Content Management Software


I've just been poring through the source code for Grey Matter, the software which manages the bloggier aspects of this site and I have to say I'm stunned by some of what I see. 'Music', 'Mood', 'Emoticons'. It makes me want to barf. There's a lot of things, well, not wrong, but which could certainly stand improving.

The primary focus of the software is very clearly managing a personal weblog. There are some pretty powerful things in here, don't get me wrong, but there are an awful lot of hardcoded decisions by the programmer as well. These are things like forcing two 'adjectives' for every post — Music and Mood — rather than letting the blog-author specify a number of additional attributes when setting up the blog. It wouldn't be very hard, for example, to replace the 'Music' or 'Mood' templates with generic templates, so authors could have whatever they wanted as descriptors for each post. A blog about wines could have descriptors relating to vintages, grapes, vineyards, regions, etc, while one about food could have descriptors relating to ingredients, ethnicity, spiciness, carnivorous or vegetarian.

Possibly one of the worst things is the way dates are stored in the database. Not, as you would imagine, as a timestamp, but as a collection of strings with (and this is the stupidest thing) AM or PM specified. sure, this makes it easy for the programmer to patch up a defective entry later, but it means that you now require eight fields to store the posting time when it could be done easily with one. All Unix boxes have a counter of seconds since 1970, which functions as the system datestamp. This one counter specifies the posting time in UTC to the second, and is easily convertable to local time in Adis Adaba or whatever.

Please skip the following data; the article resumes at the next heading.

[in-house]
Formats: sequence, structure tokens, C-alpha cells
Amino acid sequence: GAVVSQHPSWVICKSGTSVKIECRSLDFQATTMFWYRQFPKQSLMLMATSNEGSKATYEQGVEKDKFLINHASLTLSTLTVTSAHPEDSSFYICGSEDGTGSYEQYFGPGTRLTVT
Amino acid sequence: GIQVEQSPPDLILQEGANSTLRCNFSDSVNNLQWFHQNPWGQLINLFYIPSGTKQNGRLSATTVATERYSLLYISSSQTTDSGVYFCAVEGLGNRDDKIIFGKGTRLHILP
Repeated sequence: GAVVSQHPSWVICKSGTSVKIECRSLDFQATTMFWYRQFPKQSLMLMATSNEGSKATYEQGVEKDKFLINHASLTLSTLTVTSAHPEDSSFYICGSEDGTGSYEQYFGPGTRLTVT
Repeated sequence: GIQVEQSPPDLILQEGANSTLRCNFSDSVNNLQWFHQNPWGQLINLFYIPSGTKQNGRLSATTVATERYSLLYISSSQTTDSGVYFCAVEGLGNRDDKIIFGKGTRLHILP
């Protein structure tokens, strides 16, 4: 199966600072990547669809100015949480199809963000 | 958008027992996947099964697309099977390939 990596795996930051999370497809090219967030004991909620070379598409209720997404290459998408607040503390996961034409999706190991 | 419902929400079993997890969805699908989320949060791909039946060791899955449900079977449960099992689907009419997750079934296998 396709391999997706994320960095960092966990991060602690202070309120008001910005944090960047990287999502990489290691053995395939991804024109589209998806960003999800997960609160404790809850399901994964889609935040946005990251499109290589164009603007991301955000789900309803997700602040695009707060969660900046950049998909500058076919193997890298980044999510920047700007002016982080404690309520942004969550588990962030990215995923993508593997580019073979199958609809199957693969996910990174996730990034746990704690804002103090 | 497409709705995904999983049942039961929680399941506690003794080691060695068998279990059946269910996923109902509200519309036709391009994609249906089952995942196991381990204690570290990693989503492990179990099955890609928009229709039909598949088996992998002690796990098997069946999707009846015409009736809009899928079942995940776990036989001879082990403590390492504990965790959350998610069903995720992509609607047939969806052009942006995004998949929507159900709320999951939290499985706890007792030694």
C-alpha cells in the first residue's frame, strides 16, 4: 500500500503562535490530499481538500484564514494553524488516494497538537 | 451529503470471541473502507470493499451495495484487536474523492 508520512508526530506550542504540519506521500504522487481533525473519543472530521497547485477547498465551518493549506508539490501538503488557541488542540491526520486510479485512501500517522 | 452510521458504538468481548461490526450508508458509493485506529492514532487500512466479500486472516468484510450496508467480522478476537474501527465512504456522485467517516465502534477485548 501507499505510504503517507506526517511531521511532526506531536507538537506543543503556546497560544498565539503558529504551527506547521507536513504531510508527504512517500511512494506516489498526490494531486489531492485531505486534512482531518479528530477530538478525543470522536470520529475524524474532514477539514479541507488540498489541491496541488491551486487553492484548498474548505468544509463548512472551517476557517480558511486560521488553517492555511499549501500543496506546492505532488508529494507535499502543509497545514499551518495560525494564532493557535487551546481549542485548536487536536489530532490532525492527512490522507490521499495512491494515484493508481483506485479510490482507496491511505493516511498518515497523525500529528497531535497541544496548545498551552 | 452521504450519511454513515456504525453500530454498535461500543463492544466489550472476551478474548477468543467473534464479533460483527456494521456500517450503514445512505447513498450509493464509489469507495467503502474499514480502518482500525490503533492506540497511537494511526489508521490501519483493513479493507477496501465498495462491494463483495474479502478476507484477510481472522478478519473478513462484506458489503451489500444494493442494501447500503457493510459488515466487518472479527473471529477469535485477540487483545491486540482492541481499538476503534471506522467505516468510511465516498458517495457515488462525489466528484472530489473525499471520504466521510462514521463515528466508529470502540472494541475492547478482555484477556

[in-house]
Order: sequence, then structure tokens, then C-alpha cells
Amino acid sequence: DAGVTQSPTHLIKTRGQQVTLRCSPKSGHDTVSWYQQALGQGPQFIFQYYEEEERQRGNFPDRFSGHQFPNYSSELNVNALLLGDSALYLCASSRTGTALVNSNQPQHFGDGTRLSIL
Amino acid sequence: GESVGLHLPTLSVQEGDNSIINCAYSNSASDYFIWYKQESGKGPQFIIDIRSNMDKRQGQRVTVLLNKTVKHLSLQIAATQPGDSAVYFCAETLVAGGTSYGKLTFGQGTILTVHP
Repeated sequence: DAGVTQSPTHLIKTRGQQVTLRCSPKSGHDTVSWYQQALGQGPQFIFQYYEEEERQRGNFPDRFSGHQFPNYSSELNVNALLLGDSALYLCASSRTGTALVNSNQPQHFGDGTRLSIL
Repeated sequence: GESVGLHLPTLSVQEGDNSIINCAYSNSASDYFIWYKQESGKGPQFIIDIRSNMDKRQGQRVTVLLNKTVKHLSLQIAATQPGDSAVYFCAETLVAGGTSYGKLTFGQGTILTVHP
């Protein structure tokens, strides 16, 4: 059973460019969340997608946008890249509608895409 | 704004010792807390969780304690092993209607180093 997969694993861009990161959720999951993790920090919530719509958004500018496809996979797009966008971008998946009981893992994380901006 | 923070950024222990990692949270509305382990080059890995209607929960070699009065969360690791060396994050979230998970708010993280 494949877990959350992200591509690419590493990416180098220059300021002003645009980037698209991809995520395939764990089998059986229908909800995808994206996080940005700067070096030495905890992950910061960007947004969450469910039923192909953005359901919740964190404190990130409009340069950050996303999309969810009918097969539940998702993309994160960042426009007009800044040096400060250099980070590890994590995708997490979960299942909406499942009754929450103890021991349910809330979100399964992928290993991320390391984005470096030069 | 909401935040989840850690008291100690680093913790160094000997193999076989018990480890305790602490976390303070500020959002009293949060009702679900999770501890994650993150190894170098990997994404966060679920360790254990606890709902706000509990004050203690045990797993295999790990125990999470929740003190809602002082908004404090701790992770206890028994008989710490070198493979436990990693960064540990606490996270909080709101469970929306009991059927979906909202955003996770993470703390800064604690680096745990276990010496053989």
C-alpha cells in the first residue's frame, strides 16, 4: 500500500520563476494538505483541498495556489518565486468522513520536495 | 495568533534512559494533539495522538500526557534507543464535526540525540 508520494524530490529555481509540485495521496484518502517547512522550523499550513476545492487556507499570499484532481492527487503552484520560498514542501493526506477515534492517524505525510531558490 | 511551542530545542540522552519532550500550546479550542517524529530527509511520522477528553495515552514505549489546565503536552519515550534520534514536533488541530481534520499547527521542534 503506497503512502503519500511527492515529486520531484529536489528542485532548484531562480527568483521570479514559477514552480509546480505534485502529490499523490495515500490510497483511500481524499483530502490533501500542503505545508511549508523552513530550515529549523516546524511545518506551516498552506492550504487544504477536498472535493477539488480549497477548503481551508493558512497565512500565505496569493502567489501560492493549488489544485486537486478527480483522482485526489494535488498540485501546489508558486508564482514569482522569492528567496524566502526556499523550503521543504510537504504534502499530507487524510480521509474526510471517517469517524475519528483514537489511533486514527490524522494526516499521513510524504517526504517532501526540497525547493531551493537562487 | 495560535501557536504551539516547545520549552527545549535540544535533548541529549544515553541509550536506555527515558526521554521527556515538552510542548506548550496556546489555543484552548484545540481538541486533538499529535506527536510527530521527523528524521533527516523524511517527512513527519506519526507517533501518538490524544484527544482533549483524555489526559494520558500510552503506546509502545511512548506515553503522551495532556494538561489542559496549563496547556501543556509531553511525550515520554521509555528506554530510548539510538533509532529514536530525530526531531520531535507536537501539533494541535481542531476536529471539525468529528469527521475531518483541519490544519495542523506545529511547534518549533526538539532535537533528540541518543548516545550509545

The data files are stored in a glob-delimited form ('Glob delimited' means that there's a non printing character which separates the various items of data) and this glob changes &emdash sometimes its the vertical bar character, sometimes it's a newline. The more logical choice of flat file storage would be an XML file, which is how my own Content Management System stores the rest of the site. The concept of splitting the body text with <br /> tags is inherently wrong as well. A paragraph is defined as something between <p>...</p> tags, not one lump of text with breaks scattered through it.

One aspect of the GM software which really annoyed me was that there are some components which are completely hardcoded and not changeable without editing the Perl code. Everything which is output to the HTML file should be definable by the user. My site is valid XHTML - I don't want someone else's stuff in there screwing up the validation.

There are many things which are excellent about GM - the simplicity of setting it up and the way it stores everything in flat files is good. The way it generates flat-files for the html is perfect for a site like mine where the content changes less often that the number of page-visits. If the content is changing more all the time, then of course a database backed site is ideal, but there is a risk of increasing the load times for each page. with my hourly hits going between 50 on average and 500 during the peak SARS traffic time, having the pages regenerated each time would have overloaded my server.

So, while I like GM enough to continue using it, I'm working an adapting it to use XML files for storage, better date storage, completely user-defined output and multiple generic descriptors. In fact, adapting it is the wrong phrase. 'Seeing how it does it, and then sorting out how to do it right ('right' being 'right in my particular context', of course). Just don't expect this to happen quickly, or even completely, or even to result in a product which would be useable by anyone except the author. I'm doing this to scratch a very specific itch.

And did I mention that the preview uses GM's own styles instead of the blog's styles? How chuffing useless is that?

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This page contains a single entry by dave published on December 17, 2003 1:24 AM.

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